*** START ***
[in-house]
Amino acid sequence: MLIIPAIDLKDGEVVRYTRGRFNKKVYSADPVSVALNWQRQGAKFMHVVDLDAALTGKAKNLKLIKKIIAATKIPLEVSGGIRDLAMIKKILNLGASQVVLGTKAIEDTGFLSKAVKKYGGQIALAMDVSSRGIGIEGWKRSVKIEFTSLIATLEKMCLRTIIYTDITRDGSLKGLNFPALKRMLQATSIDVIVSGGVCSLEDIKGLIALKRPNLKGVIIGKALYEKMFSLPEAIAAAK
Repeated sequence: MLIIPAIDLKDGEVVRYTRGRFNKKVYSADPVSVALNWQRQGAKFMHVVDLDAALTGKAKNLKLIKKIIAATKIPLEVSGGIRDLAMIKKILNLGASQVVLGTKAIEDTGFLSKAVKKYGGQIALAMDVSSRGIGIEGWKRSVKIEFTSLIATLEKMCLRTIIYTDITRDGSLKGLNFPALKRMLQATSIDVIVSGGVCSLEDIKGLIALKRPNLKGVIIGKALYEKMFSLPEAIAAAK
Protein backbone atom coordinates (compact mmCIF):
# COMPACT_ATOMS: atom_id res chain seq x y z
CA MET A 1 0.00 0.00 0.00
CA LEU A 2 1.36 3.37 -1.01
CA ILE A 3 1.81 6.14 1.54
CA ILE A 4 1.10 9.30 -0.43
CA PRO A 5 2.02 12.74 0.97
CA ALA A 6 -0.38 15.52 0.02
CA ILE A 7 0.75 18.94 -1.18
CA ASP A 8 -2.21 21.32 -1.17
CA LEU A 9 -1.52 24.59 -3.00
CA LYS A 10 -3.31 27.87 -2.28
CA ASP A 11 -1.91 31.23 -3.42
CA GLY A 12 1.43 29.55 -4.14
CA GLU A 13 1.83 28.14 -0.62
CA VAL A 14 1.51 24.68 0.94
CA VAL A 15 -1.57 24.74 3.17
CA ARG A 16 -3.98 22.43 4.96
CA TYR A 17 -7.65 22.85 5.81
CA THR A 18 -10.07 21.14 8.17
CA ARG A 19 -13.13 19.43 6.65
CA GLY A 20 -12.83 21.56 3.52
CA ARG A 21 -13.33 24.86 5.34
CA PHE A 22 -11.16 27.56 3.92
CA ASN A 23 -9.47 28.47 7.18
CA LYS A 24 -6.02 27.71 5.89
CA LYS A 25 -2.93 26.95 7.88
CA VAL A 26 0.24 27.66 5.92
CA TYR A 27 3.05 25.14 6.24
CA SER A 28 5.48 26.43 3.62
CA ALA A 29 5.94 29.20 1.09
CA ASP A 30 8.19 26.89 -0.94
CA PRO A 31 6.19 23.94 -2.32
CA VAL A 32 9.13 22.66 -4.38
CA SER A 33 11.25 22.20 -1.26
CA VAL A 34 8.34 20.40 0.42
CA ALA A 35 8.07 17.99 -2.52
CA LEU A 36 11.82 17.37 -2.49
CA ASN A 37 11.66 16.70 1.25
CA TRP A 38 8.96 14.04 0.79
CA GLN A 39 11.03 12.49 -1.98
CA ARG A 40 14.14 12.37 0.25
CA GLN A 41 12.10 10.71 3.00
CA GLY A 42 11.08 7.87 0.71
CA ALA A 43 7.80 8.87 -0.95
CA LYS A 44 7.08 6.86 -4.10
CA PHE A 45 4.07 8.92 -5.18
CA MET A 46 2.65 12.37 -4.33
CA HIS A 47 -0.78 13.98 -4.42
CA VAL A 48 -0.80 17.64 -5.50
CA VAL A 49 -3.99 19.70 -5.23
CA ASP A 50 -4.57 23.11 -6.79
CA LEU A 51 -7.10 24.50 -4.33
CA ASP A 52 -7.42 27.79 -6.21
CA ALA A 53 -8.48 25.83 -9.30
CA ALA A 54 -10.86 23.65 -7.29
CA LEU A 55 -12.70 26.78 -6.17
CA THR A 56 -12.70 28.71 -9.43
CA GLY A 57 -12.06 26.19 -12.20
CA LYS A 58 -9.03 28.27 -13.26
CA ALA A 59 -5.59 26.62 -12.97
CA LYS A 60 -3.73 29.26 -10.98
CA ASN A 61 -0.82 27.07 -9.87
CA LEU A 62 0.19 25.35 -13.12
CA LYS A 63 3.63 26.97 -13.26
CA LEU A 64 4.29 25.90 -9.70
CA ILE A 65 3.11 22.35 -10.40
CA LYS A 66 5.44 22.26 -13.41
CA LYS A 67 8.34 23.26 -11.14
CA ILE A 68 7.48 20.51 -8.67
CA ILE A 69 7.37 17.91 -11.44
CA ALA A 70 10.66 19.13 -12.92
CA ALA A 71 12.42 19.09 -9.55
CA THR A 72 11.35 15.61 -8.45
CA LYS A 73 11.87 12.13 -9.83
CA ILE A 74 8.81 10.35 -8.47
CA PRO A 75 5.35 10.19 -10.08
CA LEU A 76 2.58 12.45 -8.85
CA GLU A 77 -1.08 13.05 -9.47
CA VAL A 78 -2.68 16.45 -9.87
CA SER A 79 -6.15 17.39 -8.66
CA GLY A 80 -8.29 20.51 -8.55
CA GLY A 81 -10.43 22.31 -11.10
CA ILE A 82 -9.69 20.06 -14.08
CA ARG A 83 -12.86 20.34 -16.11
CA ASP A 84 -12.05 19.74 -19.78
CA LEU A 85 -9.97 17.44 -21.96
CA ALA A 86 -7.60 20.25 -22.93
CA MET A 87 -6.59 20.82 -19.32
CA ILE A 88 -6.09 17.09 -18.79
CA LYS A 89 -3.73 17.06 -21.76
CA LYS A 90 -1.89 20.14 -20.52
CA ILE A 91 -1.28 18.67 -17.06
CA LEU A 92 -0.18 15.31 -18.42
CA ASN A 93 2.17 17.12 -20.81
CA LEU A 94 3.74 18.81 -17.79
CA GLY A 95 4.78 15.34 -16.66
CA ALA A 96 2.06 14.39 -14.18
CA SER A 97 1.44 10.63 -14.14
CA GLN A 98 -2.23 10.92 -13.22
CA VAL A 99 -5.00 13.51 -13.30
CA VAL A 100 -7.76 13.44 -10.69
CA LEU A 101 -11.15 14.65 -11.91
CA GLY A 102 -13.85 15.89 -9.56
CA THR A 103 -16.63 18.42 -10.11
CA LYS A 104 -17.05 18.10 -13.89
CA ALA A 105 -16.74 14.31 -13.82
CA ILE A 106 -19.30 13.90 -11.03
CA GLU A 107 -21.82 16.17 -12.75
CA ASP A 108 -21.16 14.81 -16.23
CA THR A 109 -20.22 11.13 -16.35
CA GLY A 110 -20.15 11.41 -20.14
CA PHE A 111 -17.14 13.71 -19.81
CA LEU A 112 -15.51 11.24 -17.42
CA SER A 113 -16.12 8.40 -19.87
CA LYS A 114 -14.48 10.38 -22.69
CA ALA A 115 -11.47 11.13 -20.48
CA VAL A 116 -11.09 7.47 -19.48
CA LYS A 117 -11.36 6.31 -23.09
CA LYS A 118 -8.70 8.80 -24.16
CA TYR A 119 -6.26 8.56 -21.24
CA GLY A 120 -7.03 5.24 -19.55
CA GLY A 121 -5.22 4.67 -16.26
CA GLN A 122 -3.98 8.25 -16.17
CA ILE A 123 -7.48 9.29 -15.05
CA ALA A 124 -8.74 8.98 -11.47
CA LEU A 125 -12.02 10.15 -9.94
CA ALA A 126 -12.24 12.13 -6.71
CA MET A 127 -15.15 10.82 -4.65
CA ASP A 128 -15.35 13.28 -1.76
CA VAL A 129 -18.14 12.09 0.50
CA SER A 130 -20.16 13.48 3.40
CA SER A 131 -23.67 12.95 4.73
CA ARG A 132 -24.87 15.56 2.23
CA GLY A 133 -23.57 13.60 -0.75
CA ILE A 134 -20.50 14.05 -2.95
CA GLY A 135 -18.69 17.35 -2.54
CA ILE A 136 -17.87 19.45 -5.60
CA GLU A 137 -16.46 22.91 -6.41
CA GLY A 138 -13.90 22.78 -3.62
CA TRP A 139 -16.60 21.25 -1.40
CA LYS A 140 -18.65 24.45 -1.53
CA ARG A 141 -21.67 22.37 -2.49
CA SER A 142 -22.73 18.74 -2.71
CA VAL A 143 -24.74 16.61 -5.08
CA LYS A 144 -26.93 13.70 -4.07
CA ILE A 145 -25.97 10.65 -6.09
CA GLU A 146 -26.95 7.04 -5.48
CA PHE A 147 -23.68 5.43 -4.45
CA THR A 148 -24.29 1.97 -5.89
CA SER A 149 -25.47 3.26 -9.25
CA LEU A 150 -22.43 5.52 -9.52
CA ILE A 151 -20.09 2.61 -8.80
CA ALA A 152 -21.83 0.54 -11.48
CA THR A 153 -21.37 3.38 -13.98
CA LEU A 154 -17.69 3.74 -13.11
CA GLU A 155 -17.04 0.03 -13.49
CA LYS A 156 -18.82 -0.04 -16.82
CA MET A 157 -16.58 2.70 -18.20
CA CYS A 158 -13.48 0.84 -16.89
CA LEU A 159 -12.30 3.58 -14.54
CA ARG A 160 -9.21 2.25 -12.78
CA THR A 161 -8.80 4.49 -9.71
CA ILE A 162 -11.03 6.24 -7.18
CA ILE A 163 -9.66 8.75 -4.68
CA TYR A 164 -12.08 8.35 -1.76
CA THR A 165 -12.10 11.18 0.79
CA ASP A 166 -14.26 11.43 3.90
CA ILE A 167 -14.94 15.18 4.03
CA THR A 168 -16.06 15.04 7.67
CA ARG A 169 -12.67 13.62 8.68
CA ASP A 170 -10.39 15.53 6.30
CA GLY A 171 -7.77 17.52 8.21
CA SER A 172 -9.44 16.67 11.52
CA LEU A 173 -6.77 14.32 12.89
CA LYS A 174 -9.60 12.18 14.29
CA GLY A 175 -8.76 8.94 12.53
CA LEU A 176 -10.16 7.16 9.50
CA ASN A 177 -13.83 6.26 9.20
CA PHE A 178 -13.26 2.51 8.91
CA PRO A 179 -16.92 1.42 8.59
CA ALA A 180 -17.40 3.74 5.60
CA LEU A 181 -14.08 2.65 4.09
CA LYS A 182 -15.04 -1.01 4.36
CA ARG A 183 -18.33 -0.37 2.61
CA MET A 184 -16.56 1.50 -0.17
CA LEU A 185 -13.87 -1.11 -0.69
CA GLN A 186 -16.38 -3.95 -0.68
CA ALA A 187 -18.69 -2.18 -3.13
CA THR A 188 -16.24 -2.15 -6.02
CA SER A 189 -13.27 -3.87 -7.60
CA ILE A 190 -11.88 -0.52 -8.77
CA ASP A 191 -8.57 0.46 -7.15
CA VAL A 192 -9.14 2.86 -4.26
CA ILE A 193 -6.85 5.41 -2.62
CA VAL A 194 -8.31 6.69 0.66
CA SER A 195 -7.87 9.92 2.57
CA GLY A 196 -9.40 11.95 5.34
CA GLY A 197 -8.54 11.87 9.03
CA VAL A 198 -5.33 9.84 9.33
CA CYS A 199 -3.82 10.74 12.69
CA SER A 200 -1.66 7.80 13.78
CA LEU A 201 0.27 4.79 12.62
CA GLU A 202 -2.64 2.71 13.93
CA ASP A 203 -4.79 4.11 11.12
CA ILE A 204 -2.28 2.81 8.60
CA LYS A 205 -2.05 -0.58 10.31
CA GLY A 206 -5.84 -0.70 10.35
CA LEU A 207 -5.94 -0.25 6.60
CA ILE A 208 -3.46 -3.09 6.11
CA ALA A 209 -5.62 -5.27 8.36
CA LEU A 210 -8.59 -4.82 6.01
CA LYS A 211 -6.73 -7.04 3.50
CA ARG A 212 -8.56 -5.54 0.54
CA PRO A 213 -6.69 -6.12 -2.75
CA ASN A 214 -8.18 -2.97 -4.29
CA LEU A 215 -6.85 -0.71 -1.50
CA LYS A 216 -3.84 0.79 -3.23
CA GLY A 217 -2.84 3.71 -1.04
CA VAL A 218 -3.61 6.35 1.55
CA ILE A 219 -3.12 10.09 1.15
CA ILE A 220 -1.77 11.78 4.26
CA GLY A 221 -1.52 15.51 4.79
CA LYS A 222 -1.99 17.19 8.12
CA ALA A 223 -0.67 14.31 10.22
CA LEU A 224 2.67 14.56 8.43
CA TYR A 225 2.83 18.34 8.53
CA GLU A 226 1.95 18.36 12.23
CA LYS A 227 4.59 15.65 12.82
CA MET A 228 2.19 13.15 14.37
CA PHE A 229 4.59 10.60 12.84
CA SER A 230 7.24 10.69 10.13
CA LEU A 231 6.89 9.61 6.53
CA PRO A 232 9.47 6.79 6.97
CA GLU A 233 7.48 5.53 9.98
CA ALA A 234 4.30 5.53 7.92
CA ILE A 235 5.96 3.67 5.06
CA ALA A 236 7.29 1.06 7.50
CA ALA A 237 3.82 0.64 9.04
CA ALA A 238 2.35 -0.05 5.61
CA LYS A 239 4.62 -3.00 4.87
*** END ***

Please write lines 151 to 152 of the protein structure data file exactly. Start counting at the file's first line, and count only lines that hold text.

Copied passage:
CA GLU A 146 -26.95 7.04 -5.48
CA PHE A 147 -23.68 5.43 -4.45